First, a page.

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How Important Is Titanfall for Microsoft's Xbox One?

By Keith Noonan – Mar 8, 2014 at 7:00AM

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Microsoft's latest console is being outpaced by Sony's PlayStation 4. Will an exclusive game from Electronic Arts help the Xbox One close the gap?


The Microsoft (MSFT 1.92%) Xbox One has been getting trounced by the PlayStation 4 from Sony (SONY 2.39%). While the most recent round of the console wars is currently at a very early stage, the momentum advantage enjoyed by the PlayStation 4 is substantial enough that many have already declared a decisive victory for Sony. A recent statement from the company indicates that the PlayStation 4 had sold more than 6 million units as of March 2. Xbox One's worldwide sales are estimated to be around 4 million units. With Microsoft's console looking to be a non-factor in Japan and PlayStation 4 outperforming it in every major territory, Sony looks to be in good position to continue this trend. That's not the whole story, however.

The Xbox One could very well offer a better software lineup than Sony's system in 2014. Of the One's upcoming games, none have received the level of hype and anticipation currently swirling around Titanfall from publisher Electronic Arts (EA 0.99%). Exclusive games have become increasingly rare among the industry's rising development costs, but are still certain to be a driving factor in console adoption. Given that PlayStation 4's considerable hardware advantage all but assures the system will receive graphically superior versions of multi-platform games, the importance of exclusives offers Microsoft a fighting chance. Can Titanfall help to reverse Xbox One's fortunes?

A game of titanic importance
The March release of Titanfall marks the debut of the first exclusive game with generation-defining potential. The fact that the game will also arrive on the Xbox 360 (as well as PC) highlights the reality of diminishing graphical returns in the console space, but Microsoft's marketing machine guarantees that the title will primarily be viewed as an Xbox One game. Sony's Killzone: Shadow Fall may have sold more than 2 million copies and be a better graphical showcase, but Titanfall is undeniably the more important release.

Microsoft's previous consoles were largely defined by their strong lineups of games in the first and third person shooter genres. The "Halo" series famously carried the original Xbox to market relevance and proved fundamental in defining the Xbox brand. Now, Microsoft's newest system desperately needs its "Halo" moment.

A controlling stake 


Respawn Entertainment, the developer of Titanfall, is said to have played a notable role in the shaping of the Xbox One. A recent system update that reworks the Xbox One controller's sensitivity was carried out with Respawn's guidance in order to improve the Titanfall experience. The title will launch alongside an Xbox One bundle that includes a digital version of the game at no additional cost. With PlayStation 4 outselling the One in key territories like North America and the UK, Titanfall's debut represents Microsoft's first real chance to change the winds of the console wars.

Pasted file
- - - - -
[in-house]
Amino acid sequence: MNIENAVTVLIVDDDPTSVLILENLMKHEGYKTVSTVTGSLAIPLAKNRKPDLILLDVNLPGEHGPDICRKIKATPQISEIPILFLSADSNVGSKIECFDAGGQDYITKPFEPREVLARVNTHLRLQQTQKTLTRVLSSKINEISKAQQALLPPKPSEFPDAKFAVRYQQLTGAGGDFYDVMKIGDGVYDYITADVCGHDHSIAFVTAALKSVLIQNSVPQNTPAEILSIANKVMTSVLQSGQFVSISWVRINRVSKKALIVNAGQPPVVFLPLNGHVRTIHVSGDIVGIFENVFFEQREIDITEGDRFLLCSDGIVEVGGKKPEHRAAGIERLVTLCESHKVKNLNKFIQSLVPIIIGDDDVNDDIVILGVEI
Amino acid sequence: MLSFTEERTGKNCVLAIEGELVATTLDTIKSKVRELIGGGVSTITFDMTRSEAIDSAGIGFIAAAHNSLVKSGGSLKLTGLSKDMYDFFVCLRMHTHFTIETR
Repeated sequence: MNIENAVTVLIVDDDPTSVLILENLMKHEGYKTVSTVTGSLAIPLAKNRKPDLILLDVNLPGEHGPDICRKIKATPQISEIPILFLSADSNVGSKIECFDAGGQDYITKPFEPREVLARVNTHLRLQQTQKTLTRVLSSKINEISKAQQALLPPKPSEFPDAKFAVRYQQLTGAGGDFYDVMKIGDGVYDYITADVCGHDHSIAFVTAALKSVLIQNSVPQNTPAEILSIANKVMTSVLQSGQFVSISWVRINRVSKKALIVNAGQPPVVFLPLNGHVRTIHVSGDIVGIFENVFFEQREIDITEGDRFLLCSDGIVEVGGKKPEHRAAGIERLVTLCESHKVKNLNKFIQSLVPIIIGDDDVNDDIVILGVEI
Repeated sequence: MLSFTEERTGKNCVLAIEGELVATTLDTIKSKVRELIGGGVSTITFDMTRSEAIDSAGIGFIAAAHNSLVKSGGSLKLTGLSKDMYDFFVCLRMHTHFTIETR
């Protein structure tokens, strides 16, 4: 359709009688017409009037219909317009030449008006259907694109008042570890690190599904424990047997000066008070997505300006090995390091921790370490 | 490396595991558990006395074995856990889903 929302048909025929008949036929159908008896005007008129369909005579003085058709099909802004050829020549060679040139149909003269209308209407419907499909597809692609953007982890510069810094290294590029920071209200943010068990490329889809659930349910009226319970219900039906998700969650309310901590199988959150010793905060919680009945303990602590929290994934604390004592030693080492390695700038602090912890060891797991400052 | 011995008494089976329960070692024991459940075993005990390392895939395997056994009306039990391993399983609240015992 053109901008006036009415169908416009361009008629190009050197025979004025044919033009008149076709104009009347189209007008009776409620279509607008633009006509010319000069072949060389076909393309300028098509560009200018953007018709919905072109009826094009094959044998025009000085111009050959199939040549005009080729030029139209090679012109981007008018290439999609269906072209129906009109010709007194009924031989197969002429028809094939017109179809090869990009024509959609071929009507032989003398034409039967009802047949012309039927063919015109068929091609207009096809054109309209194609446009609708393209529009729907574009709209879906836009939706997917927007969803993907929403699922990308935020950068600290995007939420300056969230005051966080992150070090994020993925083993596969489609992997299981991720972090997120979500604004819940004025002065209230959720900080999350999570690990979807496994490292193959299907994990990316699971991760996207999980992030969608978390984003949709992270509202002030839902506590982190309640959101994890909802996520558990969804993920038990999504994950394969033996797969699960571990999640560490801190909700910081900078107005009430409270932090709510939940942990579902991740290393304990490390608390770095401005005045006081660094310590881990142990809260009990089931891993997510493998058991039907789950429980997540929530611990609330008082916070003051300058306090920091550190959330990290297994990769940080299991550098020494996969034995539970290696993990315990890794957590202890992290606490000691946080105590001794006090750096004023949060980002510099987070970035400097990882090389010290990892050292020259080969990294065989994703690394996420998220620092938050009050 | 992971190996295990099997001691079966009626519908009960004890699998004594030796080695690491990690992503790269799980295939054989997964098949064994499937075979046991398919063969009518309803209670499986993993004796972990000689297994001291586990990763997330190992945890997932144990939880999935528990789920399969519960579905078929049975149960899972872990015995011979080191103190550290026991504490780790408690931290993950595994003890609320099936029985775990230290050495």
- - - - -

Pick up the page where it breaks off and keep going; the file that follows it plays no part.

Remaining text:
Microsoft's smartest move in this console cycle?
EA's high-flying first person shooter wasn't always planned as a platform exclusive. Microsoft approached the publisher with the possibility of a deal and EA's projections for how hardware market share would play out made the arrangement even more attractive. If the series is to stay exclusive to Microsoft's platforms, the move would almost certainly limit its growth potential. There's talk that a Titanfall sequel could land on Sony's PlayStation 4. If the first installment proves to be a massive hit, Microsoft would be wise to provide the necessary incentives to ensure that the series does not grace Sony platforms. A graphically superior PS4 version of Titanfall 2 could arrive in as little as two years and would eliminate one of the defining reasons to purchase an Xbox One.


The keys to improving Xbox One's value proposition 
Microsoft has erred in putting forth a console with weaker hardware than PlayStation 4 at a higher price. With the promise of Xbox One's TV integration and cloud infrastructure being slow to materialize, the focus once again shifts to games. Lucky for Microsoft, the PS4's currently announced 2014 lineup doesn't look particularly strong. A price drop for the Xbox One could see the two consoles on much more even footing by the end of the year. Even if a price reduction were to occur in time for 2014's holiday sales period, the One's future is largely dependent on Titanfall being a massive success. 

Keith Noonan has no position in any stocks mentioned. The Motley Fool owns shares of Microsoft. We Fools may not all hold the same opinions, but we all believe that considering a diverse range of insights makes us better investors. The Motley Fool has a disclosure policy.

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